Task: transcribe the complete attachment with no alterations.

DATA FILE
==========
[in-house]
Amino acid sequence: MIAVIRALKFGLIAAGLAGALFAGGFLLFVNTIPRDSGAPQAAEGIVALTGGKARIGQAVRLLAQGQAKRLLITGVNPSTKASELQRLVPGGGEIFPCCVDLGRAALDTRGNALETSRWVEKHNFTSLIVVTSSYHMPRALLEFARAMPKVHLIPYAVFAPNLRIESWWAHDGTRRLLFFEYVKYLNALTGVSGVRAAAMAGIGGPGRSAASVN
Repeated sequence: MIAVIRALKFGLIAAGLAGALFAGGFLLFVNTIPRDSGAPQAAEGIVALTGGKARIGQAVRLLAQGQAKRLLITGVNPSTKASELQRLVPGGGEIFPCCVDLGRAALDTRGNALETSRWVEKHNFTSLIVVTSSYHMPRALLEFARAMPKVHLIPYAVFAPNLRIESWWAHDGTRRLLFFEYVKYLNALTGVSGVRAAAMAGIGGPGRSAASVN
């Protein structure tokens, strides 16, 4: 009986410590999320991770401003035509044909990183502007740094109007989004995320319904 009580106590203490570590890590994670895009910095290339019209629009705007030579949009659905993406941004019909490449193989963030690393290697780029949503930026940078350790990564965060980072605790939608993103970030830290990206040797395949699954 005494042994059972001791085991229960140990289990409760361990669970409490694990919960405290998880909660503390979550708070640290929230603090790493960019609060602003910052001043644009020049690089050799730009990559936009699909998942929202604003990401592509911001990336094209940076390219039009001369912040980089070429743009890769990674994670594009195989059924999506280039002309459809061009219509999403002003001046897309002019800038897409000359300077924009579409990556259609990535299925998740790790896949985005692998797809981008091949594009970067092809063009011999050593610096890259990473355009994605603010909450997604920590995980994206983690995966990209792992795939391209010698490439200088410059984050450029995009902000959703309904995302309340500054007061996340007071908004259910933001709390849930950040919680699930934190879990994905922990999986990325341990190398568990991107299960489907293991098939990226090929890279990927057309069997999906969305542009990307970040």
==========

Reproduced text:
[in-house]
Amino acid sequence: MIAVIRALKFGLIAAGLAGALFAGGFLLFVNTIPRDSGAPQAAEGIVALTGGKARIGQAVRLLAQGQAKRLLITGVNPSTKASELQRLVPGGGEIFPCCVDLGRAALDTRGNALETSRWVEKHNFTSLIVVTSSYHMPRALLEFARAMPKVHLIPYAVFAPNLRIESWWAHDGTRRLLFFEYVKYLNALTGVSGVRAAAMAGIGGPGRSAASVN
Repeated sequence: MIAVIRALKFGLIAAGLAGALFAGGFLLFVNTIPRDSGAPQAAEGIVALTGGKARIGQAVRLLAQGQAKRLLITGVNPSTKASELQRLVPGGGEIFPCCVDLGRAALDTRGNALETSRWVEKHNFTSLIVVTSSYHMPRALLEFARAMPKVHLIPYAVFAPNLRIESWWAHDGTRRLLFFEYVKYLNALTGVSGVRAAAMAGIGGPGRSAASVN
């Protein structure tokens, strides 16, 4: 009986410590999320991770401003035509044909990183502007740094109007989004995320319904 009580106590203490570590890590994670895009910095290339019209629009705007030579949009659905993406941004019909490449193989963030690393290697780029949503930026940078350790990564965060980072605790939608993103970030830290990206040797395949699954 005494042994059972001791085991229960140990289990409760361990669970409490694990919960405290998880909660503390979550708070640290929230603090790493960019609060602003910052001043644009020049690089050799730009990559936009699909998942929202604003990401592509911001990336094209940076390219039009001369912040980089070429743009890769990674994670594009195989059924999506280039002309459809061009219509999403002003001046897309002019800038897409000359300077924009579409990556259609990535299925998740790790896949985005692998797809981008091949594009970067092809063009011999050593610096890259990473355009994605603010909450997604920590995980994206983690995966990209792992795939391209010698490439200088410059984050450029995009902000959703309904995302309340500054007061996340007071908004259910933001709390849930950040919680699930934190879990994905922990999986990325341990190398568990991107299960489907293991098939990226090929890279990927057309069997999906969305542009990307970040």